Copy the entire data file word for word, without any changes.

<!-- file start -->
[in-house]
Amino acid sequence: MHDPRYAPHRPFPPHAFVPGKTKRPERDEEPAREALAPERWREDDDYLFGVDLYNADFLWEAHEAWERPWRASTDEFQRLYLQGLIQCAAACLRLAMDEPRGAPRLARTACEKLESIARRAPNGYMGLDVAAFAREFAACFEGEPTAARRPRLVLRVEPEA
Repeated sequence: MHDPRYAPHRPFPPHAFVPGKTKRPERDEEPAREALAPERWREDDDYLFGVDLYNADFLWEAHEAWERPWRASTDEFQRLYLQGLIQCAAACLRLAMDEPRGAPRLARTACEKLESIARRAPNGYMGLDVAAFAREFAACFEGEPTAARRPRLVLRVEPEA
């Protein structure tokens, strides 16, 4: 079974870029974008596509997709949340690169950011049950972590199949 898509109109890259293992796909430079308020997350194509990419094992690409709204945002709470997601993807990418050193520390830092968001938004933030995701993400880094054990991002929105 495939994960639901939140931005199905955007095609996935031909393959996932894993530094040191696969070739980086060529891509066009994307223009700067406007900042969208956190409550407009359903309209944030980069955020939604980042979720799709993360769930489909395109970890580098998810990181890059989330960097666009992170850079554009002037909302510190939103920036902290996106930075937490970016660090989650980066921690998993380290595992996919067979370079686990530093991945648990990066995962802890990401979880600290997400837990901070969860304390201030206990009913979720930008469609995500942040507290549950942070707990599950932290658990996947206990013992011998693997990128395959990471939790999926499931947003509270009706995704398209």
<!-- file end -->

[in-house]
Amino acid sequence: MHDPRYAPHRPFPPHAFVPGKTKRPERDEEPAREALAPERWREDDDYLFGVDLYNADFLWEAHEAWERPWRASTDEFQRLYLQGLIQCAAACLRLAMDEPRGAPRLARTACEKLESIARRAPNGYMGLDVAAFAREFAACFEGEPTAARRPRLVLRVEPEA
Repeated sequence: MHDPRYAPHRPFPPHAFVPGKTKRPERDEEPAREALAPERWREDDDYLFGVDLYNADFLWEAHEAWERPWRASTDEFQRLYLQGLIQCAAACLRLAMDEPRGAPRLARTACEKLESIARRAPNGYMGLDVAAFAREFAACFEGEPTAARRPRLVLRVEPEA
């Protein structure tokens, strides 16, 4: 079974870029974008596509997709949340690169950011049950972590199949 898509109109890259293992796909430079308020997350194509990419094992690409709204945002709470997601993807990418050193520390830092968001938004933030995701993400880094054990991002929105 495939994960639901939140931005199905955007095609996935031909393959996932894993530094040191696969070739980086060529891509066009994307223009700067406007900042969208956190409550407009359903309209944030980069955020939604980042979720799709993360769930489909395109970890580098998810990181890059989330960097666009992170850079554009002037909302510190939103920036902290996106930075937490970016660090989650980066921690998993380290595992996919067979370079686990530093991945648990990066995962802890990401979880600290997400837990901070969860304390201030206990009913979720930008469609995500942040507290549950942070707990599950932290658990996947206990013992011998693997990128395959990471939790999926499931947003509270009706995704398209």